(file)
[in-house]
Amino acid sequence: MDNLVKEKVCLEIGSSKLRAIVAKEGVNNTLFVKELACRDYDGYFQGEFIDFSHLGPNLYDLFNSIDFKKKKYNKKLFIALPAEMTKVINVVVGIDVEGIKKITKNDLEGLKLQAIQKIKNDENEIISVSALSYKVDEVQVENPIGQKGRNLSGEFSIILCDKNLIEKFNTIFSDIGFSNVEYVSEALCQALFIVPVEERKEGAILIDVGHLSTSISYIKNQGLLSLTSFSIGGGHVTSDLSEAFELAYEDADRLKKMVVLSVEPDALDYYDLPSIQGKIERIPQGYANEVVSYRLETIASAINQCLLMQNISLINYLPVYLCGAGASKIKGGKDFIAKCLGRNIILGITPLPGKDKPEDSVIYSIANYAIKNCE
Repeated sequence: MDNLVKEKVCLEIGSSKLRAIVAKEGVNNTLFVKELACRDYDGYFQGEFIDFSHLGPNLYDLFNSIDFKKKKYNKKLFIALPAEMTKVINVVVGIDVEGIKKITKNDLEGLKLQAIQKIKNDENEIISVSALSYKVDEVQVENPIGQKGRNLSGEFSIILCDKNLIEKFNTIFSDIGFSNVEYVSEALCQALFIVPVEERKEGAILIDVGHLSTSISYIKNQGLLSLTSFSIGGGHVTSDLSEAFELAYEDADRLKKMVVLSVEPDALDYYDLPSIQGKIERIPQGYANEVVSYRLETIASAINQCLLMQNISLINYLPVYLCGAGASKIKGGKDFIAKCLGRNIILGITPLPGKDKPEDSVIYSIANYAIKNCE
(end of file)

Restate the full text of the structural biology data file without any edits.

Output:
[in-house]
Amino acid sequence: MDNLVKEKVCLEIGSSKLRAIVAKEGVNNTLFVKELACRDYDGYFQGEFIDFSHLGPNLYDLFNSIDFKKKKYNKKLFIALPAEMTKVINVVVGIDVEGIKKITKNDLEGLKLQAIQKIKNDENEIISVSALSYKVDEVQVENPIGQKGRNLSGEFSIILCDKNLIEKFNTIFSDIGFSNVEYVSEALCQALFIVPVEERKEGAILIDVGHLSTSISYIKNQGLLSLTSFSIGGGHVTSDLSEAFELAYEDADRLKKMVVLSVEPDALDYYDLPSIQGKIERIPQGYANEVVSYRLETIASAINQCLLMQNISLINYLPVYLCGAGASKIKGGKDFIAKCLGRNIILGITPLPGKDKPEDSVIYSIANYAIKNCE
Repeated sequence: MDNLVKEKVCLEIGSSKLRAIVAKEGVNNTLFVKELACRDYDGYFQGEFIDFSHLGPNLYDLFNSIDFKKKKYNKKLFIALPAEMTKVINVVVGIDVEGIKKITKNDLEGLKLQAIQKIKNDENEIISVSALSYKVDEVQVENPIGQKGRNLSGEFSIILCDKNLIEKFNTIFSDIGFSNVEYVSEALCQALFIVPVEERKEGAILIDVGHLSTSISYIKNQGLLSLTSFSIGGGHVTSDLSEAFELAYEDADRLKKMVVLSVEPDALDYYDLPSIQGKIERIPQGYANEVVSYRLETIASAINQCLLMQNISLINYLPVYLCGAGASKIKGGKDFIAKCLGRNIILGITPLPGKDKPEDSVIYSIANYAIKNCE